51M looks at the enormous costs of HS2:
It is interesting to look back on a speech given by the Prime Minister prior to Sir David Higgins taking over at HS2, towards the end of 2013.
Mr Cameron was at pains to emphasise the limited impact of the money being spent on the project would have on the overall amount allocated to transport schemes. He remarked that from 2015-2020, £16bn would be spent on HS2 compared to £73bn on all rail and road schemes. But even expressing it in this way, casually rolling in road investment too, still meant one quarter of the transport budget would be spent on a single project.
And since Network Rail’s modernisation programme came to a juddering halt in June, any claim that HS2 will not impact financially elsewhere looks dubious.
This way of packaging HS2 had echoes of Philip Hammond when Transport Secretary speaking in 2011. He referred to HS2, in the context of budgetary allocation, picking up where Crossrail would leave off when the latter was completed. His pointed out that the annual expenditure on Crossrail was £2bn. HS2 would simply continue with the level of expenditure the public purse was already accustomed to spending. It all sounded remarkably painless.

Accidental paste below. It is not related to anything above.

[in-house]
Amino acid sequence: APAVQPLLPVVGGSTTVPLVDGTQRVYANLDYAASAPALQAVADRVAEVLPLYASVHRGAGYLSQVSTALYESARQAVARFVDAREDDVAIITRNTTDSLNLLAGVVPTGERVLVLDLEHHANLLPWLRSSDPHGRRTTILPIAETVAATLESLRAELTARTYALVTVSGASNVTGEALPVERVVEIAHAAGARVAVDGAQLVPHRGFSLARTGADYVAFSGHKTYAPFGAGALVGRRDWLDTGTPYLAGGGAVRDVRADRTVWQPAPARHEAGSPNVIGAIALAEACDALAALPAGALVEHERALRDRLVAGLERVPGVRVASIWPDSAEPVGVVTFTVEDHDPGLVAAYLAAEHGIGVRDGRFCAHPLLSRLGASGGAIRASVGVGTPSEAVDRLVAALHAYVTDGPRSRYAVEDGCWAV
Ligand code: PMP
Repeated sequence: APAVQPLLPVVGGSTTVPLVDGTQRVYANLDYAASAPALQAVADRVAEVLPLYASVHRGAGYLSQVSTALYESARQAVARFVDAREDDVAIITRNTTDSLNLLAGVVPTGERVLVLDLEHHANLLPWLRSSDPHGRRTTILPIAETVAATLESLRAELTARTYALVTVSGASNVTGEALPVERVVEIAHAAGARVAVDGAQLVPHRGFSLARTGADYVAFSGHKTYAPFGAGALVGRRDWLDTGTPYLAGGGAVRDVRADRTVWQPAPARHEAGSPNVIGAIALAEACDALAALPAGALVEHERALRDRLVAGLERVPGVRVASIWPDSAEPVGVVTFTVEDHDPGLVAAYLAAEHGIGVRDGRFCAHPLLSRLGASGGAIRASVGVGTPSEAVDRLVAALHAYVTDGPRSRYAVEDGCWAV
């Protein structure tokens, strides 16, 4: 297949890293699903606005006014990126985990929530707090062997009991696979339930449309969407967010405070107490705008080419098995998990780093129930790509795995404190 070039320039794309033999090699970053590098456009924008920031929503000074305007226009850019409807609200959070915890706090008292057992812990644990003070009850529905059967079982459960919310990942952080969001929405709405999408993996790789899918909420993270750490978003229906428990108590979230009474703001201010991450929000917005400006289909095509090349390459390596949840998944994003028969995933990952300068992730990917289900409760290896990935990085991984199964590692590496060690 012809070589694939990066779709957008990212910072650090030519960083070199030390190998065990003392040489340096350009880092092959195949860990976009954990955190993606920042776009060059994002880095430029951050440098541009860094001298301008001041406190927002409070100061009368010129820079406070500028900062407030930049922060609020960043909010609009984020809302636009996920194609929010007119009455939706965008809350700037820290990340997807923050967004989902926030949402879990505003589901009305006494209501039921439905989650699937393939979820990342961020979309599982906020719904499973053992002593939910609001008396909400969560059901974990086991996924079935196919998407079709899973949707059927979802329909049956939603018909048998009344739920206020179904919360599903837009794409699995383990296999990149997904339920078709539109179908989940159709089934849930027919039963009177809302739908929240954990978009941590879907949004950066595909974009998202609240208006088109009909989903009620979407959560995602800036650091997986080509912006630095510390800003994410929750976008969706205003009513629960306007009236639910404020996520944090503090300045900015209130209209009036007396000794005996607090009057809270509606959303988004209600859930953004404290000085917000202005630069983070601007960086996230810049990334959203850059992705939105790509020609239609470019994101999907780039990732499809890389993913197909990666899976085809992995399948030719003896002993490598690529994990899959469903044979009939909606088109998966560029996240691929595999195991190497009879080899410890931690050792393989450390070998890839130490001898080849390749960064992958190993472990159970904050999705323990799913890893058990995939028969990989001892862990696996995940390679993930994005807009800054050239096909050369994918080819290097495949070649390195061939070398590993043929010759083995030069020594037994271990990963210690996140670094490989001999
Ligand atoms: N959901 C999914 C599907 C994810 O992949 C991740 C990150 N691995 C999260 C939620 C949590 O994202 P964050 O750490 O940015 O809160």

Speaking two years later, Mr Cameron increased the annual figure to something over £3bn…a mere bagatelle.
It might appear that this is a strange why to express the financial commitment to the project. In another way it makes very good sense from the perspective of those supporting it.
Having been used to the enormous sums bandied about when HS2 is discussed, £3bn does not sound too frightening. But this approach skirts around what exactly taxpayers would be getting for their money each year as time passes.
The budget for HS2 is stuck in 2011. But expressing the cost of HS2 in 2011 prices ecourages complacency in the extreme. Factoring in inflation will push the HS2 bill way beyond £50bn.
While the costs benchmark is kept at 2011, the whole thing looks both manageable and reasonable. Likewise, expressing the scheme’s cost in annual sums makes HS2 seem like a less wretched deal for taxpayer.
So expect supporters, from the Prime Minister downwards, to keep to the soothing rhetoric and reach for the spoonful of sugar to mask the taste of an unpalatable reality.
HS2 remains as unaffordable for our country today as it ever has.